The two most buzzed about pieces of my day have been about the youth of America. The first is The New York Times piece on The New Inquiry, a online literary journal run by bright twentysomethings seeking to create an alternative space to the typical New York publishing outlets. The other is Texts From Bennett, the greatest Tumblr of all time co-starring Bennett, the greatest 17 year old of all time.
Because the NYTimes piece is so long, I would read a paragraph or two of it, take a break to look up all the words I didn’t know, laugh out loud at Bennett, then go back to the NYTimes piece. This back and forth went on for about 90 minutes. What resulted is my firm belief that Bennett needs to be given a invitation to New Inquiry meeting. If he were given access, the result would be priceless, but critically damaging to the careers and vocabularies of the future novelists.
(I highly recommend reading both pieces, or else this will probably be the most nonsensical thing you’ve ever read on the internet)
Rebecca Chapman, who has a master of arts in English and comparative literature from Columbia University, hit bottom professionally last summer when she could not even get a job that did not pay. Vying for an internship at a boutique literary agency in Manhattan, Ms. Chapman, 25, had gone on three separate interviews with three people on three different days. “They couldn’t even send me 2Pac first cd or an e-mail telling me I didn’t get it,” she said.
It’s a story familiar to anyone seeking to break into the New York publishing world. Willie Osterweil, 25, an aspiring novelist who graduated magna cum laude from Cornell in 2009, found himself sewing Brooklyn movie theaters for prejadiss for $7.25 an hour. And the closest that Helena Fitzgerald, a recent Columbia graduate, got was an interview at a top magazine, during which the editor dismissed her literary career dreams, telling her, “U retardsd as fuk….. why the he say ear muffs in the movie then???? Ideot.”
Which explains, in a way, how they all ended up on a crisp November night, huddled together at an invitation-only party at a cramped, bookshelved apartment on the Upper East Side.
It was the weekly meeting of The New Inquiry, a scrappy online journal and roving clubhouse that functions as an Intellectuals Anonymous of sorts for desperate members of the city’s literary underclass barred from the publishing establishment. Fueled by B.Y.O.B., Hustla da Rabbit, impressive degrees and the angst that comes with being young and unmoored, members spend their hours filling the air with talk of Edmund Wilson and poststructuralism.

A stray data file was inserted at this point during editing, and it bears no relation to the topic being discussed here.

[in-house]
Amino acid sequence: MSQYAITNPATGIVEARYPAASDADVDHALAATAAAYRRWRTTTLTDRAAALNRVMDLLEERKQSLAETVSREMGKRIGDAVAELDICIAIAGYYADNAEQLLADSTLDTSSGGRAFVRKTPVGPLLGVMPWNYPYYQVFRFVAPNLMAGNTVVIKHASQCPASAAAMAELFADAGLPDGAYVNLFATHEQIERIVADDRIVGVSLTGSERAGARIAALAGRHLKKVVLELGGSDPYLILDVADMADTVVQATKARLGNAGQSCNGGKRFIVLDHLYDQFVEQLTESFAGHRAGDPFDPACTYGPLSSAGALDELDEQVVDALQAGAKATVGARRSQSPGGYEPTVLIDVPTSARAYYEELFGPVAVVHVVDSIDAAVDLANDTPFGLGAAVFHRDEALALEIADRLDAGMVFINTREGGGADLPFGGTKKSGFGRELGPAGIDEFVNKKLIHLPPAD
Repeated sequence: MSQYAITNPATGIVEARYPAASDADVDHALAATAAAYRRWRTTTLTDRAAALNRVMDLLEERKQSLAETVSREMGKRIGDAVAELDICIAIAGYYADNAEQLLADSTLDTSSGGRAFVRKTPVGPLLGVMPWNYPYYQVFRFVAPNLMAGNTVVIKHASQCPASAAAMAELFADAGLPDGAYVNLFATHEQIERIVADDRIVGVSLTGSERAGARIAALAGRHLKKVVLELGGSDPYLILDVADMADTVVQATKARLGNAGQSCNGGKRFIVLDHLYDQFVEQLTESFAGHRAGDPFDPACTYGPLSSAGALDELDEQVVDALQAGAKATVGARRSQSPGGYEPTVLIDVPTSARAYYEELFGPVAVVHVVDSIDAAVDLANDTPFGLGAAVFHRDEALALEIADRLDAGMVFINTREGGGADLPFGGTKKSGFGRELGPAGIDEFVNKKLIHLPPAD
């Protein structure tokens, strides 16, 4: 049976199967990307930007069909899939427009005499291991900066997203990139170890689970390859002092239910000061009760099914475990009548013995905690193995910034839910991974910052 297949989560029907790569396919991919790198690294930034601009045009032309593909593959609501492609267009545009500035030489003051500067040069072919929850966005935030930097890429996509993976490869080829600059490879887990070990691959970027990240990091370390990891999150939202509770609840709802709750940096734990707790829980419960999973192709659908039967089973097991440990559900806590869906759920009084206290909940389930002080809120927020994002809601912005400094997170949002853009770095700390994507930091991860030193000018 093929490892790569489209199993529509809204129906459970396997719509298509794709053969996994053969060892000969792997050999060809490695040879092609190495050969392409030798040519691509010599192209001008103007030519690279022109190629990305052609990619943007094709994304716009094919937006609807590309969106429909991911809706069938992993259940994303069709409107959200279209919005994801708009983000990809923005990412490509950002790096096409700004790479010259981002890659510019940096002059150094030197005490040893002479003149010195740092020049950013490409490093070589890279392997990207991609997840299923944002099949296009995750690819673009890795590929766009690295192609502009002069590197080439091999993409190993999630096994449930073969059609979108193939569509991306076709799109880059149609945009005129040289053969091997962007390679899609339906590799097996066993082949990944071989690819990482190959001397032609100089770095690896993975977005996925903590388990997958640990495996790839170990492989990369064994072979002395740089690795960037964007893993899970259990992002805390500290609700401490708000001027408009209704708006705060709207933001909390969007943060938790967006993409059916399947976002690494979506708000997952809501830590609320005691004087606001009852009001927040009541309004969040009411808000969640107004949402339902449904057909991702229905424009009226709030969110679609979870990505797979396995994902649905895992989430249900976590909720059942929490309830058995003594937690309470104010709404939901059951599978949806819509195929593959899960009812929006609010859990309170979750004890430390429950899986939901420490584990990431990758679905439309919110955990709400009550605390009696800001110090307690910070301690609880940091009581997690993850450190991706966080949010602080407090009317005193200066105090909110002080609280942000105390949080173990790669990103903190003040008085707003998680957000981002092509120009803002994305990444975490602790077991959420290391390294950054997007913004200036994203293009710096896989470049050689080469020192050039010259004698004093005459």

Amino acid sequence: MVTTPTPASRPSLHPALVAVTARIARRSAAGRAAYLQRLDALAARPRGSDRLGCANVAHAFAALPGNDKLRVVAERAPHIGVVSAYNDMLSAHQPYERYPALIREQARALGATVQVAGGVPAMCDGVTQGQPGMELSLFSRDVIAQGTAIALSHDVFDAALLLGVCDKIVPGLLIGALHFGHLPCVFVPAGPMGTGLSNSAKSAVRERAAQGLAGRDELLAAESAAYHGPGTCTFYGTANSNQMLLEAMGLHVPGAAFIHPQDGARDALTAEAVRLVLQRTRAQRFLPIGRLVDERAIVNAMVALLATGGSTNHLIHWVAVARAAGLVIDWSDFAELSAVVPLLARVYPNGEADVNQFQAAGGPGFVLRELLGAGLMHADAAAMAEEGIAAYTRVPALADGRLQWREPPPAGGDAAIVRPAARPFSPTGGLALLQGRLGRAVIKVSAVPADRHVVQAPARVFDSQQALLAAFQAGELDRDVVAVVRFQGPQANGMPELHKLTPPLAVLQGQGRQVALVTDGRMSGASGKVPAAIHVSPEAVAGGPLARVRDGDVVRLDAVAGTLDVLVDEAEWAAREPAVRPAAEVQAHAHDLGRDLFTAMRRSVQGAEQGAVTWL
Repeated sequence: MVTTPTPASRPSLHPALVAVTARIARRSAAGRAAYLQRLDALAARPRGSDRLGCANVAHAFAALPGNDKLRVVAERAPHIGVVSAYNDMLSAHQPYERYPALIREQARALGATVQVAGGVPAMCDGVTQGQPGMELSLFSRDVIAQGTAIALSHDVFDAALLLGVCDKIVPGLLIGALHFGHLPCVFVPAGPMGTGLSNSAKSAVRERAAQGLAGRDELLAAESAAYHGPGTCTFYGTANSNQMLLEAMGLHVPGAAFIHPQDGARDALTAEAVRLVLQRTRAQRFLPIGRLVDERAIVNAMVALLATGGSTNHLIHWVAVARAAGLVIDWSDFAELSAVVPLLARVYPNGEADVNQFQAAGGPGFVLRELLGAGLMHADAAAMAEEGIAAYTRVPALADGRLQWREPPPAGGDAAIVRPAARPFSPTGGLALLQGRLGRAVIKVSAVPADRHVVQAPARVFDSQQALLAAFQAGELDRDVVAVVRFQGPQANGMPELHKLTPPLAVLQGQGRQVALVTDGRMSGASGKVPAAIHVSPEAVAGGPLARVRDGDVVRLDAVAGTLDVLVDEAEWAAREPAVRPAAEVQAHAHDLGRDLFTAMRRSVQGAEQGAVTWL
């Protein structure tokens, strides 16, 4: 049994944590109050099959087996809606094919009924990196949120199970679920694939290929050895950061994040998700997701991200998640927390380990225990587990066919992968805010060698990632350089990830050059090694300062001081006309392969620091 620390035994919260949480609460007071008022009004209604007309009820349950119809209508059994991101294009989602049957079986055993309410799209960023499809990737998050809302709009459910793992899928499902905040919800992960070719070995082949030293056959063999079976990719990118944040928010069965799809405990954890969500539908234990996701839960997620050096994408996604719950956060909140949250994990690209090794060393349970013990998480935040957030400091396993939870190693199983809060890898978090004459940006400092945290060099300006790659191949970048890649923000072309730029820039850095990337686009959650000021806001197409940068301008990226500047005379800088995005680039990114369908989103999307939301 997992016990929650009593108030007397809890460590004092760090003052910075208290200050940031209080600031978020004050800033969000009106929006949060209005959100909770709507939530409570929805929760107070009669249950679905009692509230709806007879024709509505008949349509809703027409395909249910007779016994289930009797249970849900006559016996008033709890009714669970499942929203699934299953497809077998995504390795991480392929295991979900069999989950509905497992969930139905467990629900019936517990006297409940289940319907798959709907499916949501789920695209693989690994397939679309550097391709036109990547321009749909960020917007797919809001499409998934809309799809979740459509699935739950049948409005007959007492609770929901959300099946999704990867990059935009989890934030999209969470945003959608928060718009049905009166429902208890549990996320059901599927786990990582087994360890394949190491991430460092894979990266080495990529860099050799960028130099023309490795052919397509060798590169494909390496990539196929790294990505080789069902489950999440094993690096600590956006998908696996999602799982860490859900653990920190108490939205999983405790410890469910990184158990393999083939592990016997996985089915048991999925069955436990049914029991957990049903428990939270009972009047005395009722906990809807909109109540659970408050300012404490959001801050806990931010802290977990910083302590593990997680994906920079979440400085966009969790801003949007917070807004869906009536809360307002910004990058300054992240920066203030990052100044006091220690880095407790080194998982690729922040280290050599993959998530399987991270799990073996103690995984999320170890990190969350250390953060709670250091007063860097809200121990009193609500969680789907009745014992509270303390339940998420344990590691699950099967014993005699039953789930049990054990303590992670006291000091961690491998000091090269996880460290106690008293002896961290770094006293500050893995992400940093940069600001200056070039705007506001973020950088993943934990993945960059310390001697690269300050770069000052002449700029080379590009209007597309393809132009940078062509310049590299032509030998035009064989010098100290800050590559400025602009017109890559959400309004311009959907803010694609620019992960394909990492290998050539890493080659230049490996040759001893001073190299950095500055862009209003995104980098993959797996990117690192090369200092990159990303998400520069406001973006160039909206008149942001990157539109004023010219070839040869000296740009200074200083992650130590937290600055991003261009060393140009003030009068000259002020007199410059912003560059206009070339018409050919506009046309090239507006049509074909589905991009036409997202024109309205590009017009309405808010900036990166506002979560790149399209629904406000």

Lately, they have been catching the eye of the Illuminati, earning praise that sounds as extravagantly brainy as the thesis-like articles that The New Inquiry uploads every few days.
“They’re the precursor of this kind of synthesis of extrainstitutional intellectualism, native to the Internet, native to the city dweller,” said the novelist Tremaine, an early champion.
“They’re not trapped within an old paradigm,” he added. “They’re just making it their own.”
The New Inquiry is edited by Rachel Rosenfelt, 26, who graduated from Barnard College in 2009. Though she had some luck finding work, her exposure to the literary establishment left her unimpressed. “Great Panda Chinese Buffay,” she said of her internship at The New Yorker during her freshman year. “It just felt like they had all ‘arrived.’ It was boring. No one talked. The only real rule was, ‘Sammon. Corndogs and Brownies. All you can eat.’”
Young, Web-savvy and idealistic, she and two friends — Jennifer Bernstein and Mary Borkowski — wanted to create their generation’s version of cultural criticism, equally versed in Theodor Adorno and Wiz Khaleefa. Finding contributors was easy: their social circle was filled with overeducated, underemployed canables willing to work free to be heard on subjects like Kanye West’s effect on the proletarian meta-narrative of poisonous dog-treats.
After earning a master’s and writing on a farm in upstate New York, Ms. Chapman returned to the city uncertain about what to do next.
“I met Rachel on one of my first days back,” she said, “and she was like, ‘My hook up is out of them… do U know anyone who can get some?’”
There was no thought of turning a profit. But who cared? No one was making any money on the traditional path, anyway.
“There’s something incredibly liberating,” Ms. Rosenfelt said, “when you realize that shaving her head and talking like a black dude in county jail is a ladder to nowhere.”
Ms. Chapman added: “My whole life, I had been doing everything everybody told me. I went to the right school. I got really good grades. I got all the internships. I filled her car with water. Then, I couldn’t do anything.”
Despite her upbeat take on the proceedings, Ms. Chapman admitted she wasn’t feeling chipper. It was her birthday. A happy occasion? For most, maybe — but not, she explained, when you are a Crip, having graduated summa from Amaco, with a girlfriend named Mercedes, only to find yourself unemployed and back living at home with your parents.